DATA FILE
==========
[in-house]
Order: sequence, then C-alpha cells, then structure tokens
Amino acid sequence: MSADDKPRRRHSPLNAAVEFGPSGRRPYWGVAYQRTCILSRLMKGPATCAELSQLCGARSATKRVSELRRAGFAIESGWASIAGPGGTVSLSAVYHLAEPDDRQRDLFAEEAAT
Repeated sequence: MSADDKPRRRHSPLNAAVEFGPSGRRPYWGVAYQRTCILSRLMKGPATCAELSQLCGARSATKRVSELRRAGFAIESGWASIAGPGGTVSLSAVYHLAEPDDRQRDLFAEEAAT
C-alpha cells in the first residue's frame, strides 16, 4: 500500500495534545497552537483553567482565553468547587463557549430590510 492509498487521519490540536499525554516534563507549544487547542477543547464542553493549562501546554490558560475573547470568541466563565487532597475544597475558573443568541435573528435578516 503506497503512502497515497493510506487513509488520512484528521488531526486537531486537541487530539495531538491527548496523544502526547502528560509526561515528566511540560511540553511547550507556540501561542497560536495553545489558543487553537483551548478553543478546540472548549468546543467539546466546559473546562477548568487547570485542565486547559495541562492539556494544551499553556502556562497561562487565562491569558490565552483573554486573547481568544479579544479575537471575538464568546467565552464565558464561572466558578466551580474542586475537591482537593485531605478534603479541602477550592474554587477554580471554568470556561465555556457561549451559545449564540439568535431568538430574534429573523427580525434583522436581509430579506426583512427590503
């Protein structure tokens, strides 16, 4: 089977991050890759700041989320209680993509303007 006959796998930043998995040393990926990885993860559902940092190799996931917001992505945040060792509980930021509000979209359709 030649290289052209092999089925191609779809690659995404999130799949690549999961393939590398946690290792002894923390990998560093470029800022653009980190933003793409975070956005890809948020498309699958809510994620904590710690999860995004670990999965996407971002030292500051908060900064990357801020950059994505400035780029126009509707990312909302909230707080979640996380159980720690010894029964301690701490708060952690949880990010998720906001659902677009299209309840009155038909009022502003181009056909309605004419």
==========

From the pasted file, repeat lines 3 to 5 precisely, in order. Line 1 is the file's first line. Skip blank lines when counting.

Amino acid sequence: MSADDKPRRRHSPLNAAVEFGPSGRRPYWGVAYQRTCILSRLMKGPATCAELSQLCGARSATKRVSELRRAGFAIESGWASIAGPGGTVSLSAVYHLAEPDDRQRDLFAEEAAT
Repeated sequence: MSADDKPRRRHSPLNAAVEFGPSGRRPYWGVAYQRTCILSRLMKGPATCAELSQLCGARSATKRVSELRRAGFAIESGWASIAGPGGTVSLSAVYHLAEPDDRQRDLFAEEAAT
C-alpha cells in the first residue's frame, strides 16, 4: 500500500495534545497552537483553567482565553468547587463557549430590510 492509498487521519490540536499525554516534563507549544487547542477543547464542553493549562501546554490558560475573547470568541466563565487532597475544597475558573443568541435573528435578516 503506497503512502497515497493510506487513509488520512484528521488531526486537531486537541487530539495531538491527548496523544502526547502528560509526561515528566511540560511540553511547550507556540501561542497560536495553545489558543487553537483551548478553543478546540472548549468546543467539546466546559473546562477548568487547570485542565486547559495541562492539556494544551499553556502556562497561562487565562491569558490565552483573554486573547481568544479579544479575537471575538464568546467565552464565558464561572466558578466551580474542586475537591482537593485531605478534603479541602477550592474554587477554580471554568470556561465555556457561549451559545449564540439568535431568538430574534429573523427580525434583522436581509430579506426583512427590503